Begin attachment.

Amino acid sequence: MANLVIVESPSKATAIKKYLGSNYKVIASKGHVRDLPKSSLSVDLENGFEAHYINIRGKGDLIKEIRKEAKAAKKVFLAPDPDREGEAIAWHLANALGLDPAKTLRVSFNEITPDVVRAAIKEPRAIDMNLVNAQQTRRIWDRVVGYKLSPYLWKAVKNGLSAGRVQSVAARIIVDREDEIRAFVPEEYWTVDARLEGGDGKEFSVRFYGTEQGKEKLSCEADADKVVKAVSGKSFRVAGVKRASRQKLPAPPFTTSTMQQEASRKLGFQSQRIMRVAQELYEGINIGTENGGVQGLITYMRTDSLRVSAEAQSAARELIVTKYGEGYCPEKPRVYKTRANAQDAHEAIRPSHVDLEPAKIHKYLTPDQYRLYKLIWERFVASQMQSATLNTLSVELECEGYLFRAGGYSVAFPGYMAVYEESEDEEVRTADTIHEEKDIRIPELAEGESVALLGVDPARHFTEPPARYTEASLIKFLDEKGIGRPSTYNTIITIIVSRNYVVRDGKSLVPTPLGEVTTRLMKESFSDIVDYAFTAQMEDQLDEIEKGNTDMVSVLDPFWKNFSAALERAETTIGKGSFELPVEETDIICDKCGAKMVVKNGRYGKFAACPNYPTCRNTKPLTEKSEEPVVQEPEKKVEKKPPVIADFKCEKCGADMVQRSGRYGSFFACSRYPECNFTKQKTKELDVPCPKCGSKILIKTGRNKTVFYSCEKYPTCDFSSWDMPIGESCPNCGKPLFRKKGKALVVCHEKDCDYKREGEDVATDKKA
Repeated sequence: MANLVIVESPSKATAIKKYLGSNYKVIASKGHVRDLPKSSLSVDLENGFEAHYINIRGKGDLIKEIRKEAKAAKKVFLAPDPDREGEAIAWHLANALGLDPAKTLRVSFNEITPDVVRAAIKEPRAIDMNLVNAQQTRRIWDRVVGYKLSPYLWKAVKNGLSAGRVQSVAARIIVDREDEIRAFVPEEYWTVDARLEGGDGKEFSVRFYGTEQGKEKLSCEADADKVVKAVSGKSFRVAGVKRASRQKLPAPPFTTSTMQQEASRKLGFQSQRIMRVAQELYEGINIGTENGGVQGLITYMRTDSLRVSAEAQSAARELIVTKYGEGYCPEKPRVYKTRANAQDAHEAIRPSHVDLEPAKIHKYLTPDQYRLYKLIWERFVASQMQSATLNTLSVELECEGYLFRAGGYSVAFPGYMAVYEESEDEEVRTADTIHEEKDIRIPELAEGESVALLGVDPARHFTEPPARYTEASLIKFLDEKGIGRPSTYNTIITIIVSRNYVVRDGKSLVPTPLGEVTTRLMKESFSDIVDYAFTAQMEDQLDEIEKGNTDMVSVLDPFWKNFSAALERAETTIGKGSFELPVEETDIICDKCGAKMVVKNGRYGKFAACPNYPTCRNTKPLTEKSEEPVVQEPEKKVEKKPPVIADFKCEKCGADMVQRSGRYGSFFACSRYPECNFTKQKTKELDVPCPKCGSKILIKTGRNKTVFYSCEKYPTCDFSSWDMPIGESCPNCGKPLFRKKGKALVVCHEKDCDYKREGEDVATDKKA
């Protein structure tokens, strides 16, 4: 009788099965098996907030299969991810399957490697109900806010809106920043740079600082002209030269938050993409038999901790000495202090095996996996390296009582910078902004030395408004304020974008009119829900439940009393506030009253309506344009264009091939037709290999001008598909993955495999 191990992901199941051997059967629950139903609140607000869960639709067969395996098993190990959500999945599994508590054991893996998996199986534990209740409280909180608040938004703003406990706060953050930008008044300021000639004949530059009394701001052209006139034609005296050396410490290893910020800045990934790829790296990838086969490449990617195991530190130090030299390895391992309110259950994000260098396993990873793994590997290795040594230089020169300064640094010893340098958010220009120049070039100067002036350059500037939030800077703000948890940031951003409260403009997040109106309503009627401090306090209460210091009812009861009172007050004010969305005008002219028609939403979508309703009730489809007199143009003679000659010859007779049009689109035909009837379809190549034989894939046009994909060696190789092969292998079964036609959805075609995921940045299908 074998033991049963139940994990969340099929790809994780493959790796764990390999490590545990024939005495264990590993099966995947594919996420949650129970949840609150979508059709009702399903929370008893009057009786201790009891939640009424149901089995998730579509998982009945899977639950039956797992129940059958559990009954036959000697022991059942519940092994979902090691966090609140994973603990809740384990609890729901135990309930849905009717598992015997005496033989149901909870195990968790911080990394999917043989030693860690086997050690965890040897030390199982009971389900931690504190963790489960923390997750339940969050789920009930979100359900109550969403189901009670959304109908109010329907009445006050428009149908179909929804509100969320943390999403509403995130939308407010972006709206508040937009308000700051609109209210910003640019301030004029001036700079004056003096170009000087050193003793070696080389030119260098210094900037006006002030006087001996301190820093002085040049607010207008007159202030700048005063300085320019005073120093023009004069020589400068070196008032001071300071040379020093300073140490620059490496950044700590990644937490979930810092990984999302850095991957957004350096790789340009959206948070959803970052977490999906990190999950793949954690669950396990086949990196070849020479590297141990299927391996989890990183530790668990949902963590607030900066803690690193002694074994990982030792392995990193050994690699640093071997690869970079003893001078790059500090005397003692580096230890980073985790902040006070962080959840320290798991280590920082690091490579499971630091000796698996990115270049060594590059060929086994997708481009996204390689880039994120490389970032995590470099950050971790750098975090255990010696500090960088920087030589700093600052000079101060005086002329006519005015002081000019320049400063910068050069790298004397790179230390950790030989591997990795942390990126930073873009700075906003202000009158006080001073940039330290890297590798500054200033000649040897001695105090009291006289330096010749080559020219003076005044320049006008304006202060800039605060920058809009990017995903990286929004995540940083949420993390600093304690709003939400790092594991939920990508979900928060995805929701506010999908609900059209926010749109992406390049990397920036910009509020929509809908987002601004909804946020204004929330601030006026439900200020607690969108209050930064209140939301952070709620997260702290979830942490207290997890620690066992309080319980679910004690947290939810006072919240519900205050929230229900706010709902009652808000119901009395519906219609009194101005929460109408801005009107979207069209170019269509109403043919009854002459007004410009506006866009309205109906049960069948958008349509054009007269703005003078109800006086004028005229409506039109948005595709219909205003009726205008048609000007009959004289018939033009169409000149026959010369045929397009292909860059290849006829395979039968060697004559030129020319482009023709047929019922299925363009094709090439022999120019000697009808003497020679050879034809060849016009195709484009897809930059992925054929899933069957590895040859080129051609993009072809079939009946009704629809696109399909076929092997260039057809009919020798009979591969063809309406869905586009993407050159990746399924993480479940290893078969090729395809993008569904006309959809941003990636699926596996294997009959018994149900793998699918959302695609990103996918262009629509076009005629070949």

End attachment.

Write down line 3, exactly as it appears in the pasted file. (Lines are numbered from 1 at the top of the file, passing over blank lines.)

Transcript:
């Protein structure tokens, strides 16, 4: 009788099965098996907030299969991810399957490697109900806010809106920043740079600082002209030269938050993409038999901790000495202090095996996996390296009582910078902004030395408004304020974008009119829900439940009393506030009253309506344009264009091939037709290999001008598909993955495999 191990992901199941051997059967629950139903609140607000869960639709067969395996098993190990959500999945599994508590054991893996998996199986534990209740409280909180608040938004703003406990706060953050930008008044300021000639004949530059009394701001052209006139034609005296050396410490290893910020800045990934790829790296990838086969490449990617195991530190130090030299390895391992309110259950994000260098396993990873793994590997290795040594230089020169300064640094010893340098958010220009120049070039100067002036350059500037939030800077703000948890940031951003409260403009997040109106309503009627401090306090209460210091009812009861009172007050004010969305005008002219028609939403979508309703009730489809007199143009003679000659010859007779049009689109035909009837379809190549034989894939046009994909060696190789092969292998079964036609959805075609995921940045299908 074998033991049963139940994990969340099929790809994780493959790796764990390999490590545990024939005495264990590993099966995947594919996420949650129970949840609150979508059709009702399903929370008893009057009786201790009891939640009424149901089995998730579509998982009945899977639950039956797992129940059958559990009954036959000697022991059942519940092994979902090691966090609140994973603990809740384990609890729901135990309930849905009717598992015997005496033989149901909870195990968790911080990394999917043989030693860690086997050690965890040897030390199982009971389900931690504190963790489960923390997750339940969050789920009930979100359900109550969403189901009670959304109908109010329907009445006050428009149908179909929804509100969320943390999403509403995130939308407010972006709206508040937009308000700051609109209210910003640019301030004029001036700079004056003096170009000087050193003793070696080389030119260098210094900037006006002030006087001996301190820093002085040049607010207008007159202030700048005063300085320019005073120093023009004069020589400068070196008032001071300071040379020093300073140490620059490496950044700590990644937490979930810092990984999302850095991957957004350096790789340009959206948070959803970052977490999906990190999950793949954690669950396990086949990196070849020479590297141990299927391996989890990183530790668990949902963590607030900066803690690193002694074994990982030792392995990193050994690699640093071997690869970079003893001078790059500090005397003692580096230890980073985790902040006070962080959840320290798991280590920082690091490579499971630091000796698996990115270049060594590059060929086994997708481009996204390689880039994120490389970032995590470099950050971790750098975090255990010696500090960088920087030589700093600052000079101060005086002329006519005015002081000019320049400063910068050069790298004397790179230390950790030989591997990795942390990126930073873009700075906003202000009158006080001073940039330290890297590798500054200033000649040897001695105090009291006289330096010749080559020219003076005044320049006008304006202060800039605060920058809009990017995903990286929004995540940083949420993390600093304690709003939400790092594991939920990508979900928060995805929701506010999908609900059209926010749109992406390049990397920036910009509020929509809908987002601004909804946020204004929330601030006026439900200020607690969108209050930064209140939301952070709620997260702290979830942490207290997890620690066992309080319980679910004690947290939810006072919240519900205050929230229900706010709902009652808000119901009395519906219609009194101005929460109408801005009107979207069209170019269509109403043919009854002459007004410009506006866009309205109906049960069948958008349509054009007269703005003078109800006086004028005229409506039109948005595709219909205003009726205008048609000007009959004289018939033009169409000149026959010369045929397009292909860059290849006829395979039968060697004559030129020319482009023709047929019922299925363009094709090439022999120019000697009808003497020679050879034809060849016009195709484009897809930059992925054929899933069957590895040859080129051609993009072809079939009946009704629809696109399909076929092997260039057809009919020798009979591969063809309406869905586009993407050159990746399924993480479940290893078969090729395809993008569904006309959809941003990636699926596996294997009959018994149900793998699918959302695609990103996918262009629509076009005629070949």